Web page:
Held for sale losses of $1.1 and $9.5 were recorded in the three and nine months ended June 30, 2016, respectively, to adjust the carrying value of the assets to their fair value less estimated selling costs. Held for sale losses in fiscal 2016 relate to the Modesto, California and Farmers Branch, Texas facility closures. Held for sale losses of $4.9 and $27.4 were recorded in the three and nine months ended June 30, 2015, respectively, to adjust the carrying value of the assets to their fair value less estimated selling costs. Held for sale losses in fiscal 2015 related to the closure if its Modesto, California and Boise, Idaho facilities, as well as the sale of a peanut butter manufacturing facility located in Portales, New Mexico and the sale of its Australian business and Musashi trademark. These losses are reported as “Other operating expenses, net” on the Condensed Consolidated Statements of Operations. These expenses are not included in the measure of segment performance (see Note 16).
NOTE 4 — BUSINESS COMBINATIONS AND DIVESTITURES
On October 3, 2015, the Company completed its acquisition of Willamette Egg Farms (“WEF”) for $90.0, subject to working capital and other adjustments, resulting in a payment at closing of $109.0. In December 2015, a final settlement of net working capital and other adjustments was reached, resulting in an additional amount paid by the Company of $4.6. WEF is a producer, processor and wholesale distributor of eggs and egg products and is reported in Post’s Michael Foods Group segment (see Note 16). Based upon the preliminary purchase price allocation, the Company has recorded $12.7 of customer relationships to be amortized over a weighted-average period of 20 years and $2.5 to trademarks and brands to be amortized over a weighted-average period of 20 years. Net sales included in the Condensed Consolidated Statements of Operations was $18.2 and $70.2, for the three and nine months ended June 30, 2016, respectively. Operating profit included in the Condensed Consolidated Statements of Operations was $0.5 and $13.1, for the three and nine months ended June 30, 2016, respectively.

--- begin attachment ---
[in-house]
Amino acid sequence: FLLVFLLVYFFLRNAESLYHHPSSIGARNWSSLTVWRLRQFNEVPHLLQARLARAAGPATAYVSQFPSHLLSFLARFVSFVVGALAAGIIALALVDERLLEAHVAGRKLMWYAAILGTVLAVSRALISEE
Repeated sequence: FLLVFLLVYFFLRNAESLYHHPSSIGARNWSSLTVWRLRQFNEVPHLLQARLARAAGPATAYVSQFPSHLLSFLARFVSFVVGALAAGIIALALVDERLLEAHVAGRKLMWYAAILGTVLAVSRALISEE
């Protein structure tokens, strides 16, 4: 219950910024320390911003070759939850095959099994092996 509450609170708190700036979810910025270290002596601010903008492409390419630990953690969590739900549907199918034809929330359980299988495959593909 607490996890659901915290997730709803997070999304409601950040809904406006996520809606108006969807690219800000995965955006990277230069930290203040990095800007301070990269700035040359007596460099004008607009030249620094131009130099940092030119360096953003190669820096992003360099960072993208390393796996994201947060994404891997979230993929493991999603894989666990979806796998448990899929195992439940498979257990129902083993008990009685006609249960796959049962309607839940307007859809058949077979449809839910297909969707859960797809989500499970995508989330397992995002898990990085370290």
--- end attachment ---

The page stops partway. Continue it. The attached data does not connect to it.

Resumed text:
On May 4, 2015, Post completed its acquisition of MOM Brands, a manufacturer and distributer of ready-to-eat (“RTE”) cereals. MOM Brands is reported in the Post Consumer Brands segment (see Note 16). The closing purchase price of the transaction was $1,181.5 and was partially paid by the issuance of 2.45 shares of the Company’s common stock to the former owners of MOM Brands. The shares were valued at the May 1, 2015 closing price of $46.60 per share for a total issuance of $114.4. In September 2015, a final settlement of net working capital and other adjustments was reached, resulting in an amount back to the Company of $4.0.
On November 1, 2014, the Company completed its acquisition of American Blanching Company (“ABC”) for $128.0. ABC is a manufacturer of peanut butter for national brands, private label retail and industrial markets and provider of peanut blanching, granulation and roasting services for the commercial peanut industry. ABC is reported in Post’s Private Brands segment (see Note 16).
On October 1, 2014, the Company completed its acquisition of the PowerBar and Musashi brands and related worldwide assets from Nestlé S.A. (“PowerBar”) for $150.0, subject to a working capital adjustment, which resulted in a payment at closing of $136.1. In March 2015, a final settlement of net working capital and other adjustments was reached, resulting in an amount back to the Company of $1.7. PowerBar is reported in the Active Nutrition segment (see Note 16).